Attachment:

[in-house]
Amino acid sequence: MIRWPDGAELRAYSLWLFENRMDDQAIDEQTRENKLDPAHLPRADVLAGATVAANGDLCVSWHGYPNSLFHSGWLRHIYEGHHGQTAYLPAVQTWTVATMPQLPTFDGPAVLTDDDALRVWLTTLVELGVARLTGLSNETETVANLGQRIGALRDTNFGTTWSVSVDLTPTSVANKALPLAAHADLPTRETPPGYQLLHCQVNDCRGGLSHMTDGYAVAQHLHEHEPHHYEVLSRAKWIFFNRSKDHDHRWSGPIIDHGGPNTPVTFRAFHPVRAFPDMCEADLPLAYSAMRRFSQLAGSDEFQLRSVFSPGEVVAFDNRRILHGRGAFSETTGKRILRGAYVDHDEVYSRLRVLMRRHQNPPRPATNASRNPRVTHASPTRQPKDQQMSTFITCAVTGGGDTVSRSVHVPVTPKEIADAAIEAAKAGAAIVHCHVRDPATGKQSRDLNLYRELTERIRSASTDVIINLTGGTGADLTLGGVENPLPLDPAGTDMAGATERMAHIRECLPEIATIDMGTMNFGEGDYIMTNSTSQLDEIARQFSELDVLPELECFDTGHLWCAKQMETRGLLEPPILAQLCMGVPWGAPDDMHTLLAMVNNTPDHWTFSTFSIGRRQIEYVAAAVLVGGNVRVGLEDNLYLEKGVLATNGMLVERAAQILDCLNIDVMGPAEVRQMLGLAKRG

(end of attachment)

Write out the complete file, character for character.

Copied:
[in-house]
Amino acid sequence: MIRWPDGAELRAYSLWLFENRMDDQAIDEQTRENKLDPAHLPRADVLAGATVAANGDLCVSWHGYPNSLFHSGWLRHIYEGHHGQTAYLPAVQTWTVATMPQLPTFDGPAVLTDDDALRVWLTTLVELGVARLTGLSNETETVANLGQRIGALRDTNFGTTWSVSVDLTPTSVANKALPLAAHADLPTRETPPGYQLLHCQVNDCRGGLSHMTDGYAVAQHLHEHEPHHYEVLSRAKWIFFNRSKDHDHRWSGPIIDHGGPNTPVTFRAFHPVRAFPDMCEADLPLAYSAMRRFSQLAGSDEFQLRSVFSPGEVVAFDNRRILHGRGAFSETTGKRILRGAYVDHDEVYSRLRVLMRRHQNPPRPATNASRNPRVTHASPTRQPKDQQMSTFITCAVTGGGDTVSRSVHVPVTPKEIADAAIEAAKAGAAIVHCHVRDPATGKQSRDLNLYRELTERIRSASTDVIINLTGGTGADLTLGGVENPLPLDPAGTDMAGATERMAHIRECLPEIATIDMGTMNFGEGDYIMTNSTSQLDEIARQFSELDVLPELECFDTGHLWCAKQMETRGLLEPPILAQLCMGVPWGAPDDMHTLLAMVNNTPDHWTFSTFSIGRRQIEYVAAAVLVGGNVRVGLEDNLYLEKGVLATNGMLVERAAQILDCLNIDVMGPAEVRQMLGLAKRG